A Frigid February Catches up to Construction Spending

Total private residential construction spending decreased in February after three consecutive months of growth. The unusually cold winter may have finally caught up to total residential spending and contributed to a slight month-over-month decline. Total private residential construction spending dropped to a seasonally adjusted annual rate of $360.4 billion according to the latest Census estimates. The current reading is a decrease of 0.8% from the revised January estimate, but 13.5% higher than one year ago.

Month-over-month single-family spending decreased by 1.1% as there was some weakness in the value of housing units started. The home improvement category decreased by 1.3%. Multifamily construction rebounded from a drop in January with a strong month-over-month increase of 2.6%.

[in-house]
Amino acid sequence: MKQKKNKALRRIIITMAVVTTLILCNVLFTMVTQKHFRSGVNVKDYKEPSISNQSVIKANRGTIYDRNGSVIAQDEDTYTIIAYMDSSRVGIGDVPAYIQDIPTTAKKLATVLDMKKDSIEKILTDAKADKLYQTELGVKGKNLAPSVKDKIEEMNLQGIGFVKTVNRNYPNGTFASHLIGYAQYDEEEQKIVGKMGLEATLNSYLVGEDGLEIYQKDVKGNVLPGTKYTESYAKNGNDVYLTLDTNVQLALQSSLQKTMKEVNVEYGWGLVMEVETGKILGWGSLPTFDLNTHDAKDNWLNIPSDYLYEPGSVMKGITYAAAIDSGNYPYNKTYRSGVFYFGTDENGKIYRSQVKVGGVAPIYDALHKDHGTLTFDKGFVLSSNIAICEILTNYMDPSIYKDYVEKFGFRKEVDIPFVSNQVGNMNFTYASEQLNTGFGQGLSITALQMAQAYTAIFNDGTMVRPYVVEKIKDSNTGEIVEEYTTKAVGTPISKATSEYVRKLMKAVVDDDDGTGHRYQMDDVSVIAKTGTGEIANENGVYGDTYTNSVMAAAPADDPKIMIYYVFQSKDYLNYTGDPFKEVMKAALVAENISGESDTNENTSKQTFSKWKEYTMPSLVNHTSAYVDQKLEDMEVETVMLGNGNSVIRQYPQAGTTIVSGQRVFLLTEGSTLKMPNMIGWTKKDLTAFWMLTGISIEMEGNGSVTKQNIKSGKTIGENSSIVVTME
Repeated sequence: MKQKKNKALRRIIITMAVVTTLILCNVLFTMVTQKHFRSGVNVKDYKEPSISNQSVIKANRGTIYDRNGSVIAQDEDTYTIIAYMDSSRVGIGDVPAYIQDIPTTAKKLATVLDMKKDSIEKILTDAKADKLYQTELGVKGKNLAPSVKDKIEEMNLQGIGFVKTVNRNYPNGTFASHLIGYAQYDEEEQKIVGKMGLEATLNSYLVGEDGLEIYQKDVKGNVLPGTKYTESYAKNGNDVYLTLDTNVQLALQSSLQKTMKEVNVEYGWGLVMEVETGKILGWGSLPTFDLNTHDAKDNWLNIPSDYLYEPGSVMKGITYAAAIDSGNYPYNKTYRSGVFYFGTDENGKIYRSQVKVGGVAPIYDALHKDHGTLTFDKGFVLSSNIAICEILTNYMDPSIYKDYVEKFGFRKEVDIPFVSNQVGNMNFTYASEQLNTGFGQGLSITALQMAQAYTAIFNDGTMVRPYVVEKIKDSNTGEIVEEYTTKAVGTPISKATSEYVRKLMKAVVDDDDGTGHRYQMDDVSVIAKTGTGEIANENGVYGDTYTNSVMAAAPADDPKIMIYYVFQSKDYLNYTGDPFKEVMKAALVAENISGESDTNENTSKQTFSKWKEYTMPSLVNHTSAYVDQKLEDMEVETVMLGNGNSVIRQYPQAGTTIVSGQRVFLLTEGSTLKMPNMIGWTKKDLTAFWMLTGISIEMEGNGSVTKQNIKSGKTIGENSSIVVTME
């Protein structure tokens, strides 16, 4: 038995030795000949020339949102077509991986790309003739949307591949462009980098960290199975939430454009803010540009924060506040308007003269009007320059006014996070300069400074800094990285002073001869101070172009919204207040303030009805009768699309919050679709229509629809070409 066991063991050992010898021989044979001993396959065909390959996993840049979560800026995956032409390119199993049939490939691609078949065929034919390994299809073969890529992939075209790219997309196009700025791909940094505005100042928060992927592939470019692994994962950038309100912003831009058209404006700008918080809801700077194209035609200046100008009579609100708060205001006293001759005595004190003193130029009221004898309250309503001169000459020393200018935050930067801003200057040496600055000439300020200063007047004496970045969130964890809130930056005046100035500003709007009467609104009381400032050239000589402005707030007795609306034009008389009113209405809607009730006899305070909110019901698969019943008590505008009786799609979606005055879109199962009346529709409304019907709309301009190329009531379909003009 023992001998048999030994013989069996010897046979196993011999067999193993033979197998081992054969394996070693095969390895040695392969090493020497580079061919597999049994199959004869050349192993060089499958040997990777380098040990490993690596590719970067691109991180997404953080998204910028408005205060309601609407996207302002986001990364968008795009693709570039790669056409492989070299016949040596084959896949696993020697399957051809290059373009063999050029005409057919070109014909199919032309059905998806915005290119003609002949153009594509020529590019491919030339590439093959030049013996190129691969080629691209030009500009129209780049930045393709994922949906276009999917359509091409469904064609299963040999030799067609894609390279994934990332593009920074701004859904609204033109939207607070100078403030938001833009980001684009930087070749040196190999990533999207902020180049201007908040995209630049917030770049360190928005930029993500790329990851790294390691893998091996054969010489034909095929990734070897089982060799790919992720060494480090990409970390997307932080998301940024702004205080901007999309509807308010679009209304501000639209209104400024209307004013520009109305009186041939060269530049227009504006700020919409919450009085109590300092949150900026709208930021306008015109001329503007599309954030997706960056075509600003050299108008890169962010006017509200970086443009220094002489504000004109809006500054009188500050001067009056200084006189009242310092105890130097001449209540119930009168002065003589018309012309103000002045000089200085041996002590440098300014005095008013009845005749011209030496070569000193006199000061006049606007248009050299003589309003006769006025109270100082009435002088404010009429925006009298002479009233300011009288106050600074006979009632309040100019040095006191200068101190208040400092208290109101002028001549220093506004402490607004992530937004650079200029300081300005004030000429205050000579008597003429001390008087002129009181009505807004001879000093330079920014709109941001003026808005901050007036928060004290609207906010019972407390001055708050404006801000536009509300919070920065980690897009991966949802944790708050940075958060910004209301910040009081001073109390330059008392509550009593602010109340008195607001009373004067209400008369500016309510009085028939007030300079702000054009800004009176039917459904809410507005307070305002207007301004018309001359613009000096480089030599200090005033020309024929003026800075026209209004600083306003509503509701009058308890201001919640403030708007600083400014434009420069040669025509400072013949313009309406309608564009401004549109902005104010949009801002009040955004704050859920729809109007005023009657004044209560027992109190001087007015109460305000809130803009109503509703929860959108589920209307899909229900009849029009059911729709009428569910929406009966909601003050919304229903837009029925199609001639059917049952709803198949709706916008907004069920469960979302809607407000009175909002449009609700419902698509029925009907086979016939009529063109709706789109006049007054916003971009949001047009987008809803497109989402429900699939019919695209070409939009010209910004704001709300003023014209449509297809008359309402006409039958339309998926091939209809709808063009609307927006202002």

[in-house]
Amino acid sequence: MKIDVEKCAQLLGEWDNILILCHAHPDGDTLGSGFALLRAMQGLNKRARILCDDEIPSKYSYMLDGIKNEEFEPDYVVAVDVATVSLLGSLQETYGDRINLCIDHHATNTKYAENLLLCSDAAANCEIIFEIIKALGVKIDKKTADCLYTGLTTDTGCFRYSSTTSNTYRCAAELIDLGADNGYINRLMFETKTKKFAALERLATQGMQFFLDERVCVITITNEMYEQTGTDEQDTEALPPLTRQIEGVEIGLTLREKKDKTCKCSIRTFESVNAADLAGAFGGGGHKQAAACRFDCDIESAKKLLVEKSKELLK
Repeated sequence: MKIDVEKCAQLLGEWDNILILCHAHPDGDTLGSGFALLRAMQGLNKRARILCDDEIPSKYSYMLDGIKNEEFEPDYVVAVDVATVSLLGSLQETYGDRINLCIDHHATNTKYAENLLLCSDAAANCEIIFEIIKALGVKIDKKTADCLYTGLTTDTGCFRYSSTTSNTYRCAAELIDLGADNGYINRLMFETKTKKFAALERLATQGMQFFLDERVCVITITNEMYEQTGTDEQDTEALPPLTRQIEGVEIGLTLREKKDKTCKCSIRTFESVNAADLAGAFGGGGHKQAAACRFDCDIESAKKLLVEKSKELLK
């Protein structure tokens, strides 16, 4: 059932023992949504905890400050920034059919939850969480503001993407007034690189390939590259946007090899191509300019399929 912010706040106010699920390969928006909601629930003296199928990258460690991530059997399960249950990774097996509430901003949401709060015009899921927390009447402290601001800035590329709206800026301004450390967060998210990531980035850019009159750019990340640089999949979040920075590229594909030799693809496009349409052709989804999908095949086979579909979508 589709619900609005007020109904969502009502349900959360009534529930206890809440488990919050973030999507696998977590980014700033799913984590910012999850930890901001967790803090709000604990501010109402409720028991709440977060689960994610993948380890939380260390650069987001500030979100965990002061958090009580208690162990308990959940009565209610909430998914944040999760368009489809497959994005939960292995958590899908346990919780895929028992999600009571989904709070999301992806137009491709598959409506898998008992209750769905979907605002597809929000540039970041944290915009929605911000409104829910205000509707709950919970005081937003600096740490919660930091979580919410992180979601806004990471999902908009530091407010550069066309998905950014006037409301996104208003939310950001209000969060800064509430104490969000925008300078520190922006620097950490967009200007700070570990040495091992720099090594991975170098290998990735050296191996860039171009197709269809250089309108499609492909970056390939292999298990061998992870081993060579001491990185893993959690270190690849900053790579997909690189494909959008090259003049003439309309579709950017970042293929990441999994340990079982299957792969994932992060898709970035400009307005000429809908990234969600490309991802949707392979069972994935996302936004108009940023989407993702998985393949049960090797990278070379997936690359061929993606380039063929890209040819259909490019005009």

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The figures show significant improvements in residential construction spending for all categories from the prior year. From February 2013, on a 3-month moving average basis, construction spending in single-family increased by 18.3%, multifamily increased by 29.9%, and remodeling increased by 11.1%.

Although housing starts were down slightly in February, less weather-dependent permits were up almost 8% to 1,018,000. As the weather improves construction spending should pick up provided key supply chain issues, which remain a concern for many builders, do not restrict growth.



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